Please join us for canapes, networking and a talk by Kweku Adoboli.
Kweku Adoboli's journey - from investment banking intern, to trader managing a $50bln trading book, to prison, deportation and back again - has been a deeply personal one leading to a unique understanding of institutional behaviour in global financial institutions, U.K. criminal justice and penal systems, immigration policies and human rights laws.
By openly considering the root causes for what happened in the lead up to sending an email taking responsibility for a $2.3bln loss on his trading book, in light of personal and institutional choices, he delivers his lessons to be shared in a visceral and impactful way to help industry executives, professionals and students make a little sense of our rapidly changing world.
Title of the Talk - Responsibility and Freedom - The Search for Purpose in our Global Society
- The effect of excess conflict, complexity, competition, pressure, the moral grey zone and failure
- Why we must reconsider the purpose of our institutions and redesign our systems to meet our global social contract
- Re-defining leadership for the 21st Century
More about Kweku
The son of a United Nations Peacekeeper, Kweku Adoboli spent the first years of his life in Ghana, Israel and Syria before moving to West Yorkshire, England at the age of 12. Embracing the egalitarian values of Ackworth, the Quaker boarding school he attended, Kweku would eventually become Head Boy before moving on to study and graduate from the University of Nottingham with a degree in Computer Science and Management.
Although he had never planned to become a banker, after an internship in the summer of 2002, Kweku joined UBS Investment Bank as a full time Operations Analyst in 2003. His loyalty and work ethic contributed to a stellar rise through the organisation and in January 2006 he was given his first junior trading role, before being promoted again 9 months later to become a junior trader on the bank’s rapidly expanding ETF and Index Trading Book.
In late summer 2007, with queues forming outside Northern Rock as what was first dubbed a "credit crunch" morphed into the Great Financial Crisis, Kweku's direct manager resigned from the firm and he and another marginally more senior colleague were asked to assume control of over $50bln of assets. Although they only had 30 months experience between them and had very little other resources, the two young traders did everything in their power to run a book central to the recovery and growth strategies of the UBS Global Equities business.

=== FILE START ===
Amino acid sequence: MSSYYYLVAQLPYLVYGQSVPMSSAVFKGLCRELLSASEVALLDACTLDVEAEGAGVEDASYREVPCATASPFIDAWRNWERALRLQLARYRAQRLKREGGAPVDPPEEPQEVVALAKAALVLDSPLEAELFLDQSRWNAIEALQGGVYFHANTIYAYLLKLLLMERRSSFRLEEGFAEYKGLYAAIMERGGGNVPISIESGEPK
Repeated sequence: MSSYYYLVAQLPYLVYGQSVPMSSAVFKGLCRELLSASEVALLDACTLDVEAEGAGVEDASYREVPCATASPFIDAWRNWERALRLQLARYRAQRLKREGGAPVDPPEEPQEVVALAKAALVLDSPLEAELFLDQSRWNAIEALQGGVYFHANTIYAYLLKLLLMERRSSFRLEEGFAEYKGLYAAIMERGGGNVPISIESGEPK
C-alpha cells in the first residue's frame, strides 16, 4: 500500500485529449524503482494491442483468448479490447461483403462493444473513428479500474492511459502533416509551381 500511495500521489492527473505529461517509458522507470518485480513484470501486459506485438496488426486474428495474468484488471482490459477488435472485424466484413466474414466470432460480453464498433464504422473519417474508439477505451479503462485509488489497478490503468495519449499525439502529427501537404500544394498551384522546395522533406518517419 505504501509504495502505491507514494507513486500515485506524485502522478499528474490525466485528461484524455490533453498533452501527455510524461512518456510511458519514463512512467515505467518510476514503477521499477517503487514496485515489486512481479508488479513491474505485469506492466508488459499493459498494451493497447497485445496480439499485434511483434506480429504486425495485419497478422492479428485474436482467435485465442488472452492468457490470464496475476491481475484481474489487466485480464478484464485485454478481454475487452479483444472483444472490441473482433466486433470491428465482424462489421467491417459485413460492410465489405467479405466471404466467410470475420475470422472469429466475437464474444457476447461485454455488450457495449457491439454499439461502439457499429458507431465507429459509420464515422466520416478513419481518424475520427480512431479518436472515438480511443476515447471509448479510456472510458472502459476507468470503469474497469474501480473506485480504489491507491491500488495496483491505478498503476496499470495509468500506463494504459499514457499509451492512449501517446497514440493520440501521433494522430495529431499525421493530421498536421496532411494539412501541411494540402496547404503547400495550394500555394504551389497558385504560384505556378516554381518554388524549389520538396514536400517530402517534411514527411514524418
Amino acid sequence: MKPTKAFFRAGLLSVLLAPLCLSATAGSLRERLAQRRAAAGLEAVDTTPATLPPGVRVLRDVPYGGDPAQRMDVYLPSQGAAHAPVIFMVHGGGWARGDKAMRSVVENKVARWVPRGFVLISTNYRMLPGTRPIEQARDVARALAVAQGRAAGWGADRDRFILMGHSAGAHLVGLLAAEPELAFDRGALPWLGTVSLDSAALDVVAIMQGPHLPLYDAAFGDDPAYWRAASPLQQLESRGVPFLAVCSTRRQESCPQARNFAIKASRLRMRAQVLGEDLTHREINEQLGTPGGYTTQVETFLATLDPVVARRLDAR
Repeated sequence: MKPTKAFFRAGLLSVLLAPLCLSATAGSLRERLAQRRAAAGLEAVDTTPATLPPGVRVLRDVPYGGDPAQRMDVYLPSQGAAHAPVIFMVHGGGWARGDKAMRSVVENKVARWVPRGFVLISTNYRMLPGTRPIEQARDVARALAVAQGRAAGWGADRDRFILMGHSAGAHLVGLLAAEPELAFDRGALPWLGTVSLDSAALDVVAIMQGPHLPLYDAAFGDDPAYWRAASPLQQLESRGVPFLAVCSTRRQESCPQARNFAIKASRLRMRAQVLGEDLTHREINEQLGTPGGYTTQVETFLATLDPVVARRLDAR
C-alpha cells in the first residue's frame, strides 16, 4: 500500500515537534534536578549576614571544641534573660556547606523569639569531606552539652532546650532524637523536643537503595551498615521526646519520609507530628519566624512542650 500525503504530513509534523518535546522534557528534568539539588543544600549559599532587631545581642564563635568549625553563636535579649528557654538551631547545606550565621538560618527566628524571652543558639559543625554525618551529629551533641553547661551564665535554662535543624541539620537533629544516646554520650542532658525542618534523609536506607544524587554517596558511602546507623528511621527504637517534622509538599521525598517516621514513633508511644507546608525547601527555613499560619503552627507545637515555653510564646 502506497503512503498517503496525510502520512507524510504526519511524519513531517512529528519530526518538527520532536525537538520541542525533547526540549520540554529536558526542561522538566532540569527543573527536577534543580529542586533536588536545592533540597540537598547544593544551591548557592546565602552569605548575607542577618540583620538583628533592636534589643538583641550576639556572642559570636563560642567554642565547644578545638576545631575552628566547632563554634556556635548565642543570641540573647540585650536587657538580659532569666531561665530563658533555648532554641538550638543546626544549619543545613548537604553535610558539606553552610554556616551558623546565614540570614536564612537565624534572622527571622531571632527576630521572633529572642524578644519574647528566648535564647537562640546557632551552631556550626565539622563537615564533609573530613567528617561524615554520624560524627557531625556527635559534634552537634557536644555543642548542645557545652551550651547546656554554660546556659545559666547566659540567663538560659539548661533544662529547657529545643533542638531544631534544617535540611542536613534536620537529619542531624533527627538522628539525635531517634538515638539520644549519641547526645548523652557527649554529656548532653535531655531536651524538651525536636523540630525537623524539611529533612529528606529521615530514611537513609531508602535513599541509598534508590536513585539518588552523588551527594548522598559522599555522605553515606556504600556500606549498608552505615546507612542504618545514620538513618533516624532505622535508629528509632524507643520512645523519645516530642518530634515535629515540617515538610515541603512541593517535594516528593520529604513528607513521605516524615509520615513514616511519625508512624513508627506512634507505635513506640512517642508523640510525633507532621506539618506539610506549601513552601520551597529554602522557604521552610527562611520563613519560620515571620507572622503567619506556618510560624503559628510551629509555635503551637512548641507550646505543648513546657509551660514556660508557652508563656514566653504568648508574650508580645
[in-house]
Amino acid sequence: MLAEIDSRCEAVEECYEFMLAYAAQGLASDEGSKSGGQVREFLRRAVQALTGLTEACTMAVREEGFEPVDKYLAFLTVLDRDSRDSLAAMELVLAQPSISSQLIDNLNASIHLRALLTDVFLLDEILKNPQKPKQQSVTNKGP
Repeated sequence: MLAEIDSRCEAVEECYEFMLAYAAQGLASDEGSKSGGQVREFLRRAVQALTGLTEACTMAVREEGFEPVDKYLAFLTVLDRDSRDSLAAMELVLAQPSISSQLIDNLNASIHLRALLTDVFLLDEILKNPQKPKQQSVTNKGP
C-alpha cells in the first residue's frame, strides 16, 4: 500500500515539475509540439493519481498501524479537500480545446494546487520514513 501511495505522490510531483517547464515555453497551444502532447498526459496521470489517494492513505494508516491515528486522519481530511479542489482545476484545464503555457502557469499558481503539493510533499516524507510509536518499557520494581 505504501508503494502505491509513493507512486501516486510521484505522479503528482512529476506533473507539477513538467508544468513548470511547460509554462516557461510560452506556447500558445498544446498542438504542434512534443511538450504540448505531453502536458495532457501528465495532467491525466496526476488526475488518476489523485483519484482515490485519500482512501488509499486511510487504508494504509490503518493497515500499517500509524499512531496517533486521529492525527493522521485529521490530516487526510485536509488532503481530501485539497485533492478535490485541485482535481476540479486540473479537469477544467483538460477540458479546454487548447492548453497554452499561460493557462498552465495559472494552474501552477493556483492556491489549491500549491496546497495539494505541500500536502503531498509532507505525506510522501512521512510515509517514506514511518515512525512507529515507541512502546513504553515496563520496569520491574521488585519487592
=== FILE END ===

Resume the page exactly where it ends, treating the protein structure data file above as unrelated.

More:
Four years later, in early 2011, despite having delivered $130mln of profit in the first six months of the year, they were asked by senior management to increase their risk tolerances and profitability further. By August they realised the true cost of pushing too hard in pursuit of the corporate and institutional goals they’d been handed. In September 2011 Kweku Adoboli sent an email to his accountant accepting responsibility for $2.3bln in losses that had been incurred on the desk.
Arrested, charged and tried on 4 counts of false accounting and 2 counts of fraud by abuse of position, Kweku was acquitted of four charges after a very public trial with both judge and jury accepting that he had never acted in pursuit of personal gain. Nevertheless, he was judged guilty of two counts of fraud and sentenced to 7 years in prison. Having served half of his term, Kweku was released in June 2015.
Currently embroiled in a complex legal battle to resist deportation by the UK Home Office - despite having lived in the UK for a quarter century - Kweku is dedicated to helping others learn from his unique experience in an effort to contribute to restoration of the social contract through positive cultural and systemic change in our finance industry and beyond. Now 36 years old, he is an accomplished, engaging and inspirational keynote speaker who has spoken to audiences as diverse as the sixth-formers at Camden School for Girls; postgraduate students at Edinburgh University; CFA Charter Holders; FTSE 100 Leaders at the FT Global Banking Summit; members of the FT 125; fellows of the Forward Institute and the Oxford Students Union.